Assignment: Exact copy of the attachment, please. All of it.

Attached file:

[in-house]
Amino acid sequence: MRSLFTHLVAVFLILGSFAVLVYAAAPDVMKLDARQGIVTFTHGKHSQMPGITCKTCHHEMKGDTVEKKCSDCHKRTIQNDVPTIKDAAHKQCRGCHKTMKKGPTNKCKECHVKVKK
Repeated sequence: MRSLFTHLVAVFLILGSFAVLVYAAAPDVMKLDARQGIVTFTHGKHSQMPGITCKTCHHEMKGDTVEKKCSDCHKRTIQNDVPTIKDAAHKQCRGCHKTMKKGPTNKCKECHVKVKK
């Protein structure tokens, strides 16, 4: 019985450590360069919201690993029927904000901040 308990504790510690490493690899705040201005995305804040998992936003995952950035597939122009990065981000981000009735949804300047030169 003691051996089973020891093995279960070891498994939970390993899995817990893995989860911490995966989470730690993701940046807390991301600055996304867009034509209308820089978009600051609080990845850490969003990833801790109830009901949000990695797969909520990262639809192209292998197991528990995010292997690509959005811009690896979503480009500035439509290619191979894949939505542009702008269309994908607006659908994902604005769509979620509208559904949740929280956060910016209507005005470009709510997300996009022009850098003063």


[in-house]
Amino acid sequence: MRSLFTHLVAVFLILGSFAVLVYAAAPDVMKLDARQGIVTFTHGKHSQMPGITCKTCHHEMKGDTVEKKCSDCHKRTIQNDVPTIKDAAHKQCRGCHKTMKKGPTNKCKECHVKVKK
Repeated sequence: MRSLFTHLVAVFLILGSFAVLVYAAAPDVMKLDARQGIVTFTHGKHSQMPGITCKTCHHEMKGDTVEKKCSDCHKRTIQNDVPTIKDAAHKQCRGCHKTMKKGPTNKCKECHVKVKK
């Protein structure tokens, strides 16, 4: 019985450590360069919201690993029927904000901040 308990504790510690490493690899705040201005995305804040998992936003995952950035597939122009990065981000981000009735949804300047030169 003691051996089973020891093995279960070891498994939970390993899995817990893995989860911490995966989470730690993701940046807390991301600055996304867009034509209308820089978009600051609080990845850490969003990833801790109830009901949000990695797969909520990262639809192209292998197991528990995010292997690509959005811009690896979503480009500035439509290619191979894949939505542009702008269309994908607006659908994902604005769509979620509208559904949740929280956060910016209507005005470009709510997300996009022009850098003063």